Updated: Jan 17
Portland’s hipster reputation, award-winning food and drink venues – 70 draft breweries and counting – and outdoorsy attitude have helped make this unassuming Pacific Northwest city a world-famous destination, writes LYNN ELSEY.
The Craftsman-styled RiverPlace Hotel is a welcoming place to relax after a long flight or day of exploring the sights. From the laid-back staff to the warming stone fireplaces surrounded by cosy armchairs, the riverside hotel reflects Portland’s low-key vibe.
It's nearly impossible not to slow down and enjoy the surroundings here. The hotel is a couple of blocks from the heart of the city centre and close to the Willamette River that runs through Portland, so there’s no excuse not to get out and stroll or cycle along the river’s pathways – when the weather permits.
The Heathman Hotel personifies Portland’s knack for blending tradition with modernity. The hotel’s classic, understated elegance – complete with Beefeater- costumed doormen – provides all the “mod cons” in a soothing atmosphere. Rooms are beautifully turned out, with lots of wood panelling and crown moulding. And the hotel’s mezzanine library, a favourite haunt for visiting authors, is home to more than 2,700 signed books.
Award-winning chef Greg Higgins has a passion for Pacific Northwest cooking and focuses on local, seasonal ingredients at Higgins Restaurant and Bar, a Portland favourite since it opened in the early 90s. Vegetarians and meat- lovers alike will find attractive options on the menu. Don’t miss the wild salmon when it’s in season.
With Ken Forkish, one of Portland’s best-known bakers, at the helm, it’s no surprise that Trifecta’s wood-fired oven plays a starring role in many dishes at this popular restaurant. Along with full meals, the tavern is a favourite spot for cocktails and happy hour. You can also sample Ken’s well-loved pizza at his outpost in the city centre.
Bar Mingo opened to accommodate the spillover from its larger sibling next door. The relaxed Italian trattoria is now equally popular for delicious and reasonably priced food, fabulous wines and an atmosphere that makes every guest feel like a local. Portland’s food carts are legendary, drawing rave reviews from Bon Appétit magazine and CNN. Most are in fixed “pods”, making it easy to track down and try out an array of cuisines, including fish and chips from the Flying Scotsman, Mauritian vegetable samosas at Chez Dodo or the much-feted Nong’s Khao Man Gai garlic and ginger chicken and rice. The Alder Street and Fifth Avenue pods are the most central; night owls may want to check out Cartopia.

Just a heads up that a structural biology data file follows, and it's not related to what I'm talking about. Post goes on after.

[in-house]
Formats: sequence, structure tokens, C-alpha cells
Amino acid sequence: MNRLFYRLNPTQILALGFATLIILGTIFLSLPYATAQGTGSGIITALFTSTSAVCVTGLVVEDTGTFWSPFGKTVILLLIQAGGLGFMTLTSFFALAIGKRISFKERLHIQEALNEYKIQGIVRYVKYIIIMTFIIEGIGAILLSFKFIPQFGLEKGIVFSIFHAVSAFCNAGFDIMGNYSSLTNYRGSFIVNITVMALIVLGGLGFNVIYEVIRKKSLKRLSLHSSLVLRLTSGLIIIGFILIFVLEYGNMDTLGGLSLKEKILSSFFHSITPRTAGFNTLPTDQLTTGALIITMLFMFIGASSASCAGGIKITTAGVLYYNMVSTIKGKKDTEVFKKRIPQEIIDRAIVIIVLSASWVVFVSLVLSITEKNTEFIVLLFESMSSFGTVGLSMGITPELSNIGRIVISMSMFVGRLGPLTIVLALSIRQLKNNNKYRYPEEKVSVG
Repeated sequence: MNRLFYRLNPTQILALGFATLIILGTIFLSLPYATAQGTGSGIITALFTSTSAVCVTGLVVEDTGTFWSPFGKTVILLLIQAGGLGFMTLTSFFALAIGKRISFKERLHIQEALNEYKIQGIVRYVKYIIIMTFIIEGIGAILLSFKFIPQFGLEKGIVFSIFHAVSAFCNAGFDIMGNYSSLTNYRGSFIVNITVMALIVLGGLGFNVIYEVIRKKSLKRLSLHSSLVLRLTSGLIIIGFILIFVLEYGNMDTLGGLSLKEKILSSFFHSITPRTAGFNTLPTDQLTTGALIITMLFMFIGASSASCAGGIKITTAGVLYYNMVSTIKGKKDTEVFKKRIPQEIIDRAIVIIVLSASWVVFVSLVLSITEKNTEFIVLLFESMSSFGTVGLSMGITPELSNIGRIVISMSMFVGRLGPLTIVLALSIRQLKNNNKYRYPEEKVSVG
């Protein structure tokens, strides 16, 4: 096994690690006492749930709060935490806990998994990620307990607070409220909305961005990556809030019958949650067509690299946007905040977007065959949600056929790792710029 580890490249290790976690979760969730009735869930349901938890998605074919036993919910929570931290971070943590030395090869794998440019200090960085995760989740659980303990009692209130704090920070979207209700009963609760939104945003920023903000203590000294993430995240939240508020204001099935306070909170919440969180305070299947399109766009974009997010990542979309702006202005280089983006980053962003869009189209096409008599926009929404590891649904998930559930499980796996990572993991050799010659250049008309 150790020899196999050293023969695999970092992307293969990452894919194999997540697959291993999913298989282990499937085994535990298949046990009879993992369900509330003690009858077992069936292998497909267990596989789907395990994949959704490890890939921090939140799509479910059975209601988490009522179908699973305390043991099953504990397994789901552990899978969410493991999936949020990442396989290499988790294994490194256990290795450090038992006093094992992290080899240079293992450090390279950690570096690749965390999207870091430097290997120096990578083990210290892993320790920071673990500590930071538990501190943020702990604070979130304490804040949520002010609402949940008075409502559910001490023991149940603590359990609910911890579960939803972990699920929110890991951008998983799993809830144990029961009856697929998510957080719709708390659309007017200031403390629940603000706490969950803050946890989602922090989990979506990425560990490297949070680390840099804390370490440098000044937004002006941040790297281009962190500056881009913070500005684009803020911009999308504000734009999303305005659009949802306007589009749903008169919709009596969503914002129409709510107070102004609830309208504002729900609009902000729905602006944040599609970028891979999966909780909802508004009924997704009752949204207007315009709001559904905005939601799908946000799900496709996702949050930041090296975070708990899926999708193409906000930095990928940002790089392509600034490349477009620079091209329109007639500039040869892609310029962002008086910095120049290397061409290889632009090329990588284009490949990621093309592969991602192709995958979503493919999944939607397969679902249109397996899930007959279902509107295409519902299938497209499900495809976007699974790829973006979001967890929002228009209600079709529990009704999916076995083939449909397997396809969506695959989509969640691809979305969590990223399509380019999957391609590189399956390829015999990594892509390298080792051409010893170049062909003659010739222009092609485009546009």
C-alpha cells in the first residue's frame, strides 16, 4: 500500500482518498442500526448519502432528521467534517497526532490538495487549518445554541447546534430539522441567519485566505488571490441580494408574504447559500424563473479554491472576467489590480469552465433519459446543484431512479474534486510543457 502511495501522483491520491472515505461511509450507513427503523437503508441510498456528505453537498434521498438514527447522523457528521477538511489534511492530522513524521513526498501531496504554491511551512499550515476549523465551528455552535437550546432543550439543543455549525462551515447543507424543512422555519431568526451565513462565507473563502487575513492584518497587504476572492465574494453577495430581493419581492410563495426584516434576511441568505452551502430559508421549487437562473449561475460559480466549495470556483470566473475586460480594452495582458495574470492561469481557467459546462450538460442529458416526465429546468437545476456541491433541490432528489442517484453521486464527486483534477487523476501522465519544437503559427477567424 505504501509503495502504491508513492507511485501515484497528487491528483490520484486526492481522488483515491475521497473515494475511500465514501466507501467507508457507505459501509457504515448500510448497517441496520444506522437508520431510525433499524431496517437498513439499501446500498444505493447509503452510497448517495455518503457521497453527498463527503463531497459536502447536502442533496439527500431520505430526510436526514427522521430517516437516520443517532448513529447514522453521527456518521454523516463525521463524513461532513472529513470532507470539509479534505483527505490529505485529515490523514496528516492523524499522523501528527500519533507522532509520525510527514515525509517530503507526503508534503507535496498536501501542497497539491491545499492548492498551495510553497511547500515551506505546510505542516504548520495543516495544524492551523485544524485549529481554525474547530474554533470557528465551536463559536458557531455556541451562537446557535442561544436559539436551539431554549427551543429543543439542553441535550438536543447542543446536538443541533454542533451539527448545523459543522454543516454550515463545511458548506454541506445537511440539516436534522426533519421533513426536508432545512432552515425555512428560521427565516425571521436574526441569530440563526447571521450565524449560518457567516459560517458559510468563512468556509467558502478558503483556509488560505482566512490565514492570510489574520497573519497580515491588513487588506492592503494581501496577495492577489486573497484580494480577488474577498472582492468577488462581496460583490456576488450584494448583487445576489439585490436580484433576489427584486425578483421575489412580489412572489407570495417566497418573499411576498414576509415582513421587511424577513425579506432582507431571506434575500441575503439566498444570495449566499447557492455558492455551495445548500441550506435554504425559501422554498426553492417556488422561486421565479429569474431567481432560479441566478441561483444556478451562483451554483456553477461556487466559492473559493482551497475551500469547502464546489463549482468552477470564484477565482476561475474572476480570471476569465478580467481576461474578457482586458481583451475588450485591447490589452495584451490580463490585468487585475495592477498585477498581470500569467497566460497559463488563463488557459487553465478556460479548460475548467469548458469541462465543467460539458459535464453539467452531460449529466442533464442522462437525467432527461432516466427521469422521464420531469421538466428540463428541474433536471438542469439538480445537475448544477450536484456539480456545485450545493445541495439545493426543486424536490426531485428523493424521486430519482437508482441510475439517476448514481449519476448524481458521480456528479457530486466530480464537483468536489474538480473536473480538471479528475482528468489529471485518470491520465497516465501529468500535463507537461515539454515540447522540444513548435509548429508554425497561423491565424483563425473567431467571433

Although Portland has a global reputation for craft beers and pinot noir, lovers of international wines and champagne should make a beeline for Bar Vivant, which is frequently included on “Best Champagne and Sparkling Wine” honours lists. This wine and tapas bar is a convivial place to try out wines and bubbly from lesser- known small producers.
On a rainy evening, knocking back a flaming Spanish coffee (made with rum, triple sec and Kahlua, topped with whipped cream) at Huber’s Café is the perfect way to escape the elements. The atmospheric bar and restaurant features on the US National Register of Historic Places, replete with wood panelling, marble floors and showpiece bar.
Sample an array of interesting wines at Park Avenue Fine Wines. Housed in an old French bistro, the wine bar and retail store also serves up small plates and nibbles to accompany local and international wines, while you ponder which bottle of wine, or one or two, to take home.
Out of Town
Oregon’s leading wine region, the Willamette Valley, is home to two-thirds of the state’s wineries and vineyards. With a similar climate to France’s famous Burgundy and Alsace regions, the valley is acclaimed for its pinot noir. The area is easy to explore from Portland, and mushroom-lovers will want to book a place at the Joel Palmer House Restaurant in Dayton, where the menu revolves around wild mushrooms and truffles.
Heading east from Portland, the Columbia River Gorge is America’s largest national scenic area. Dozens of waterfalls and a network of hiking trails provide opportunities for exploring along the Historic Columbia River Highway State Trail. The winds that rifle through the gorge have also made it a global hotspot for board-sailing sports.
Mount Hood’s year-round snowy peak provides a stunning reminder of the Pacific Northwest’s volcanic roots, and is a favourite spot for skiing, snowboarding and hiking. Perched partway up the mountain, Timberline Lodge is a National Historic Landmark and a majestic example of American mountain retreats that still thrives as a ski lodge, hotel and restaurant.
Originally published in the July 2018 edition of the NSW Law Society Journal.